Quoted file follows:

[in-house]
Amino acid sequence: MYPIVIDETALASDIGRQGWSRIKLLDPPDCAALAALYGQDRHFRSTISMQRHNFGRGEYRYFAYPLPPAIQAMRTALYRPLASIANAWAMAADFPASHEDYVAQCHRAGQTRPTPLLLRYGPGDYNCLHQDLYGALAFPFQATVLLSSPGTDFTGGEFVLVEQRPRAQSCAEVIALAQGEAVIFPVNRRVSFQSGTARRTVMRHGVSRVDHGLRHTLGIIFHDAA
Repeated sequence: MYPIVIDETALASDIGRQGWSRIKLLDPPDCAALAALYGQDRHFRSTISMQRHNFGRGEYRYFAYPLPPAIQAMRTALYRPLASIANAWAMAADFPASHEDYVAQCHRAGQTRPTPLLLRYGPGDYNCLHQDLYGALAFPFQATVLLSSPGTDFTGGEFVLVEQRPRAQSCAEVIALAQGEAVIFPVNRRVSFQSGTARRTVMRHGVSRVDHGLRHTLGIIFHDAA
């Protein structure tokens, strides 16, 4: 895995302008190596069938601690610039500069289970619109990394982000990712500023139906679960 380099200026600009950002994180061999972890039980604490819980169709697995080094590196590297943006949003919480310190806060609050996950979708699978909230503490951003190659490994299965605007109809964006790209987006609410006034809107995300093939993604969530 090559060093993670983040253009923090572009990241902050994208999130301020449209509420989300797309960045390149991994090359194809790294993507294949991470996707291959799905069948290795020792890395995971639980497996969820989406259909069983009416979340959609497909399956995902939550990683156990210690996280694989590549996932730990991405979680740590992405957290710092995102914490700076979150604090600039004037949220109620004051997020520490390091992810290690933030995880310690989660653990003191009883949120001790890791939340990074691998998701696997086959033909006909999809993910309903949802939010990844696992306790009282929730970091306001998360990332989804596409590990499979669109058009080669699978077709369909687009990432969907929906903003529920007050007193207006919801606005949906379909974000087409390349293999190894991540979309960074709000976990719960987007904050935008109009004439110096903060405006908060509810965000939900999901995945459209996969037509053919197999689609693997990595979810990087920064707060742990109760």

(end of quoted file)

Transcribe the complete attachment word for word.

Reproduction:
[in-house]
Amino acid sequence: MYPIVIDETALASDIGRQGWSRIKLLDPPDCAALAALYGQDRHFRSTISMQRHNFGRGEYRYFAYPLPPAIQAMRTALYRPLASIANAWAMAADFPASHEDYVAQCHRAGQTRPTPLLLRYGPGDYNCLHQDLYGALAFPFQATVLLSSPGTDFTGGEFVLVEQRPRAQSCAEVIALAQGEAVIFPVNRRVSFQSGTARRTVMRHGVSRVDHGLRHTLGIIFHDAA
Repeated sequence: MYPIVIDETALASDIGRQGWSRIKLLDPPDCAALAALYGQDRHFRSTISMQRHNFGRGEYRYFAYPLPPAIQAMRTALYRPLASIANAWAMAADFPASHEDYVAQCHRAGQTRPTPLLLRYGPGDYNCLHQDLYGALAFPFQATVLLSSPGTDFTGGEFVLVEQRPRAQSCAEVIALAQGEAVIFPVNRRVSFQSGTARRTVMRHGVSRVDHGLRHTLGIIFHDAA
């Protein structure tokens, strides 16, 4: 895995302008190596069938601690610039500069289970619109990394982000990712500023139906679960 380099200026600009950002994180061999972890039980604490819980169709697995080094590196590297943006949003919480310190806060609050996950979708699978909230503490951003190659490994299965605007109809964006790209987006609410006034809107995300093939993604969530 090559060093993670983040253009923090572009990241902050994208999130301020449209509420989300797309960045390149991994090359194809790294993507294949991470996707291959799905069948290795020792890395995971639980497996969820989406259909069983009416979340959609497909399956995902939550990683156990210690996280694989590549996932730990991405979680740590992405957290710092995102914490700076979150604090600039004037949220109620004051997020520490390091992810290690933030995880310690989660653990003191009883949120001790890791939340990074691998998701696997086959033909006909999809993910309903949802939010990844696992306790009282929730970091306001998360990332989804596409590990499979669109058009080669699978077709369909687009990432969907929906903003529920007050007193207006919801606005949906379909974000087409390349293999190894991540979309960074709000976990719960987007904050935008109009004439110096903060405006908060509810965000939900999901995945459209996969037509053919197999689609693997990595979810990087920064707060742990109760």